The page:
Much of Winifred Ferrier's long life was devoted to her sister Kathleen Ferrier and, after the great contralto's death in 1953, to her memory. In 1955 she published The Life of Kathleen Ferrier, an admirably objective account of the singer's career, and a fine evocation of her down-to-earth, humorous personality. Throughout the book "Win" is always mentioned in the third person but, despite this self-effacement, it is plain that Kathleen owed her sister in enormous debt of gratitude for her loving care and home-making skills. Winifred was also instrumental in setting up memorial funds for cancer research and scholarships for young singers in Kathleen's name after her death.
Winifred Ferrier was born in Higher Walton, near Preston, where her father, William, was head of All Saints' School. Kathleen, eight years younger, was born there in 1912, and the family moved early in 1914 to Blackburn, where William had been appointed head of St Paul's School, and where Win attended the Girls' High School. On leaving school she qualified as a teacher.
In 1928 Kathleen entered a national piano-playing competition organised by the Daily Express. She won the Northern region contest and was awarded an upright piano. The 72 finalists then competed for six grand pianos at the Wigmore Hall. As their mother was ill, Win escorted Kathleen to London. Kathleen was nervous, and did not play her best, so she was not among the winners. To console themselves the sisters went to see Showboat at Drury Lane Theatre, where Paul Robeson's singing impressed them greatly.
When war broke out Win was teaching in London; Kathleen, now married and living near Carlisle, was studying singing seriously and giving many concerts locally. When her husband was called up in 1940 Win obtained a teaching post in Carlisle in order to look after Kathleen and William, now a widower. Two years later the sisters once more travelled to London to the Wigmore Hall, where Kathleen auditioned for Ibbs and Tillett, the agents, who agreed to represent her. Win got back her former post in London, and she, Kathleen and William moved to a flat in Hampstead. Kathleen now had a great many engagements; clothes were rationed so Win, in addition to teaching and doing the housekeeping, made her sister's concert dresses; one that she remembered particularly was in peacock-green Liberty furnishing brocade.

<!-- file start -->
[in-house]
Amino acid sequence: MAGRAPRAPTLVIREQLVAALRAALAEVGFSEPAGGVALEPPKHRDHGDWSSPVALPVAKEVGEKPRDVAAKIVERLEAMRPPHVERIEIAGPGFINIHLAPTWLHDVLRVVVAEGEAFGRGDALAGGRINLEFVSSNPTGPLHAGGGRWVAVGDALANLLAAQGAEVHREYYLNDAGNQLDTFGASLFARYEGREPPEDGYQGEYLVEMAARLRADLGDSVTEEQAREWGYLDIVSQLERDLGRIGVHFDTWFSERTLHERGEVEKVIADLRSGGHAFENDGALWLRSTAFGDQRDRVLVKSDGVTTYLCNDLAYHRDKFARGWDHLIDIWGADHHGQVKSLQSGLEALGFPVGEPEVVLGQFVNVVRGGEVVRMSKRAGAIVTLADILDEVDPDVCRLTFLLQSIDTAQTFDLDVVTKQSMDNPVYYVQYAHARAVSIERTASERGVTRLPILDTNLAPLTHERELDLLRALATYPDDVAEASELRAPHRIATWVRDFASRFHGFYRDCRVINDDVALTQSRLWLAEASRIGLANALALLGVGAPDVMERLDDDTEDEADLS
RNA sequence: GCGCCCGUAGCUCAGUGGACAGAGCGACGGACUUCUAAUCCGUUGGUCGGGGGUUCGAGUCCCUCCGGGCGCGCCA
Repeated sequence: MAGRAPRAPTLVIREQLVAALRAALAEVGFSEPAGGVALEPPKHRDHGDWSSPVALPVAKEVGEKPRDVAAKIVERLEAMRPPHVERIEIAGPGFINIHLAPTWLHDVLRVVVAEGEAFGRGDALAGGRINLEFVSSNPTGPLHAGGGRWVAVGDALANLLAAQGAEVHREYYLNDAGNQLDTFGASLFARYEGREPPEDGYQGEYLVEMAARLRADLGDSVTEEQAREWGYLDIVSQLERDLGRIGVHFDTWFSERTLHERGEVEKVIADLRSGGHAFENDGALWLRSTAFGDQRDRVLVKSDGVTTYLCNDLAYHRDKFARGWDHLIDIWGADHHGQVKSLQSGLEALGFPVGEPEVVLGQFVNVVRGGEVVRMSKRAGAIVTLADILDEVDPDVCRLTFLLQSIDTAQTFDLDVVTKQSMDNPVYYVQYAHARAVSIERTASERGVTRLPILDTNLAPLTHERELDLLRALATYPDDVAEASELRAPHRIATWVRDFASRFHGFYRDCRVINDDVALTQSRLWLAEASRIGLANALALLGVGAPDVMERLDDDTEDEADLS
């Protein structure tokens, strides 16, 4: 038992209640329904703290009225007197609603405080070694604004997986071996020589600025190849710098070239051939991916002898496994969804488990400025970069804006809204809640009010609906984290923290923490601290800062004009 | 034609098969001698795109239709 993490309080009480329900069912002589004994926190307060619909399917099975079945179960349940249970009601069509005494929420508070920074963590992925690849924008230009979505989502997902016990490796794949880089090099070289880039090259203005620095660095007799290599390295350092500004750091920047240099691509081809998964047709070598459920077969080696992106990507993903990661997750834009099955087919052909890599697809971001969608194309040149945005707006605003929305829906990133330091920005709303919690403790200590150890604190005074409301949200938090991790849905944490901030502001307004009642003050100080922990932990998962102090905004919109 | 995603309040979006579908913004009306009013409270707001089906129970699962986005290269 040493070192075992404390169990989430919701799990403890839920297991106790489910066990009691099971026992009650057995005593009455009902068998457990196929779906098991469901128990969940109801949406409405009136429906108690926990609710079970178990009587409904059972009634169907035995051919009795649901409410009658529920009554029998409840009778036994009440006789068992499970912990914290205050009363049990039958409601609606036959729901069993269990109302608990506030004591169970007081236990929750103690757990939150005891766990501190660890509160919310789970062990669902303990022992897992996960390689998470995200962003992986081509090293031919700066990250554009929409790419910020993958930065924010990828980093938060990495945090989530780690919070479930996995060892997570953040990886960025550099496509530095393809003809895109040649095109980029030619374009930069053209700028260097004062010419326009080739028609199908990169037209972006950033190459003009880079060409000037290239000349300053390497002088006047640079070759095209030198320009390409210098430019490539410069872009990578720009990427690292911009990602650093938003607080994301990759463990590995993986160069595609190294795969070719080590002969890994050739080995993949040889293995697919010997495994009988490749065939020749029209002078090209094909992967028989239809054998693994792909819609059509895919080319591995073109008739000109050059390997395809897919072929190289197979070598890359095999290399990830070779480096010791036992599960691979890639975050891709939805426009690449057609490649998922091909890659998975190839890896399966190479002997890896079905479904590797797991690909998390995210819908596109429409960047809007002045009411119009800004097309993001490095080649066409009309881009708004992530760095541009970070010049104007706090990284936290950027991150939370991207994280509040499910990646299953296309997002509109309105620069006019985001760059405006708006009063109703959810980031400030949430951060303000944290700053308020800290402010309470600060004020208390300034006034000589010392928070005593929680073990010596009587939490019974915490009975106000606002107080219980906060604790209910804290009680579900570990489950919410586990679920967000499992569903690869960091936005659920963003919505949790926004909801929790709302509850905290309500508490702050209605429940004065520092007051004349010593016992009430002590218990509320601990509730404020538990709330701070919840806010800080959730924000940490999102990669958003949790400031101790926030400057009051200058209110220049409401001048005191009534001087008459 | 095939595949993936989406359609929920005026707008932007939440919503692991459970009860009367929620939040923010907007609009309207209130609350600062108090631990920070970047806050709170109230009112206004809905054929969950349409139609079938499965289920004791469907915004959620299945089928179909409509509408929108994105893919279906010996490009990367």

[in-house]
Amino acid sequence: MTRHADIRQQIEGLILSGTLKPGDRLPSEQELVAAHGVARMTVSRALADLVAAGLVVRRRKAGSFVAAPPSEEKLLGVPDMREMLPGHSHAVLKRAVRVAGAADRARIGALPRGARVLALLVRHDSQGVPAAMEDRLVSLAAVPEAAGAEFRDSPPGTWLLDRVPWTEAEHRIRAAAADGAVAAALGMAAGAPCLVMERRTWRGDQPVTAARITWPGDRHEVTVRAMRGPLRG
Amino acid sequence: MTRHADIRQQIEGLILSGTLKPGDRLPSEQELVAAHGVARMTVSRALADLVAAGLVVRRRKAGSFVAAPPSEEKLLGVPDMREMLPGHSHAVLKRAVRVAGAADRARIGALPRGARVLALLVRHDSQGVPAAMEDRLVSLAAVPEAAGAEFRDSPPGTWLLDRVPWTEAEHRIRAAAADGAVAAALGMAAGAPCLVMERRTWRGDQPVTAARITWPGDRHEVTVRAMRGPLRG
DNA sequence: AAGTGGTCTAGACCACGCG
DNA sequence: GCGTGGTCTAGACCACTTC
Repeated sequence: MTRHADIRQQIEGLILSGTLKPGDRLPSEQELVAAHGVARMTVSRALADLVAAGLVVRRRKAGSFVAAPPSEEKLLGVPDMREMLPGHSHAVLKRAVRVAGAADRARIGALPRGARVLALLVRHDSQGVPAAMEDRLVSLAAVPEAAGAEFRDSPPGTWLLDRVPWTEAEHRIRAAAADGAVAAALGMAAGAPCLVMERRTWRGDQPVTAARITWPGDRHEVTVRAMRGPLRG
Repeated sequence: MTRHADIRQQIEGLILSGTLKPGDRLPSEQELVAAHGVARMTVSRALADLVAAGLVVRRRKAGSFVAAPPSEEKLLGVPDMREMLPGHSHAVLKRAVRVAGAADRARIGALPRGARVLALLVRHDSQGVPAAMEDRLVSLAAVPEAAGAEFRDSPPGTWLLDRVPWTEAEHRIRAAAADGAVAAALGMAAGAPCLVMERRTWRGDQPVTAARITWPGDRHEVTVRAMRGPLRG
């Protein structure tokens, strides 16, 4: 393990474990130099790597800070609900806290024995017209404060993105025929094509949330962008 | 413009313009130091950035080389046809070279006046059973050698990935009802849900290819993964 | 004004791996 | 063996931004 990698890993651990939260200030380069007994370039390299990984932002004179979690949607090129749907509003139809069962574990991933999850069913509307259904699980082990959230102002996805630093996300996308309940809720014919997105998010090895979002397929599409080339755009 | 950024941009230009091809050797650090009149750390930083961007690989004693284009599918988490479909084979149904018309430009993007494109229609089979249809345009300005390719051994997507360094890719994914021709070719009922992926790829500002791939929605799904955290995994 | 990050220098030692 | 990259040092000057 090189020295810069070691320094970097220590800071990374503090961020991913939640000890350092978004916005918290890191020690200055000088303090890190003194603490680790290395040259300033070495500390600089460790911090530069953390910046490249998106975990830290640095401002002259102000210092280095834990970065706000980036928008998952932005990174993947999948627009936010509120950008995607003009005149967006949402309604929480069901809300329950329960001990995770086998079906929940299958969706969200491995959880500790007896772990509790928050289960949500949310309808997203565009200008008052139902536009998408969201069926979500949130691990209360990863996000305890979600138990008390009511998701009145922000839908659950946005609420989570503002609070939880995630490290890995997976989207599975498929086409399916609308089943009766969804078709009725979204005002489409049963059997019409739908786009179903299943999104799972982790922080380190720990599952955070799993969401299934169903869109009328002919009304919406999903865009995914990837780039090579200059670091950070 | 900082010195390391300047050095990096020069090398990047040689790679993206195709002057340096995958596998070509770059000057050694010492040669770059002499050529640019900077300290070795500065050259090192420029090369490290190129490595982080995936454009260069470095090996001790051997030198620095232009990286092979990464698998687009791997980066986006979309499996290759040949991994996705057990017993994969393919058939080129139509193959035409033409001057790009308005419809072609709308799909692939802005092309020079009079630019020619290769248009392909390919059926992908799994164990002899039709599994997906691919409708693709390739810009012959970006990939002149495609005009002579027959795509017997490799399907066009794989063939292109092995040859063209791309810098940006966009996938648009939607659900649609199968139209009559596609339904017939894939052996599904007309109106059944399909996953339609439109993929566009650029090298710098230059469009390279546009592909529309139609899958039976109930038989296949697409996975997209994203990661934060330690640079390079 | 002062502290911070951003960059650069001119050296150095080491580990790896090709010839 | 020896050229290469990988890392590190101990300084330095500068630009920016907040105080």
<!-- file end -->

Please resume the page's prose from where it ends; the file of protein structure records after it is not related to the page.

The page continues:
After the war Kathleen (her marriage had been annulled), now among Britain's best-known singers, made long concert tours in Europe and America. Win, the head of a school in Chiswick, was too busy to accompany her sister very often, but in June 1949 she flew to Amsterdam - her first flight - to hear Kathleen sing Orfeo at a gala performance of Orfeo ed Euridice, conducted by Pierre Monteux and attended by Queen Juliana and Prince Bernhard of the Netherlands. Two months later the sisters had a 10-day holiday in Wengen, before going to Salzburg, where Kathleen was singing Das Lied von der Erde under Bruno Walter. Later they toured the Salzkammergut with Walter's daughter.
Early in 1951, William Ferrier died; Kathleen was in Rome and Win met her in Paris, where she was giving a concert, to escort her home. In March Kathleen was operated on for breast cancer. The operation was apparently a success and she was soon back at work, but in February 1953, after the second of four performances of Orfeo scheduled at Covent Garden, she collapsed. When Win asked: "What can I do for you, love?" Kathleen replied. "Get me a stretcher!" Eight months later she was dead; she was 41.
After her death, two annual Kathleen Ferrier Memorial Scholarships for young singers were established, partly funded by the royalties of Kathleen Ferrier: a memoir, edited by Neville Cardus with contributions by John Barbirolli, Benjamin Britten, Cardus, Roy Henderson, Gerald Moore and Bruno Walter, which were donated by the publisher, Hamish Hamilton, as a result of Winifred's arm-twisting.
She herself was a founder trustee of the fund and took an enormous interest in the competitions, held every April in the Wigmore Hall, attending the entire week-long event, not just the finals, talking to the singers and often presenting the prizes, as she did in 1995 for the 40th competition.
Winifred Margaret Ferrier, teacher: born Higher Walton, Lancashire 3 May 1904; died 1 November 1995.
Join our new commenting forum
Join thought-provoking conversations, follow other Independent readers and see their replies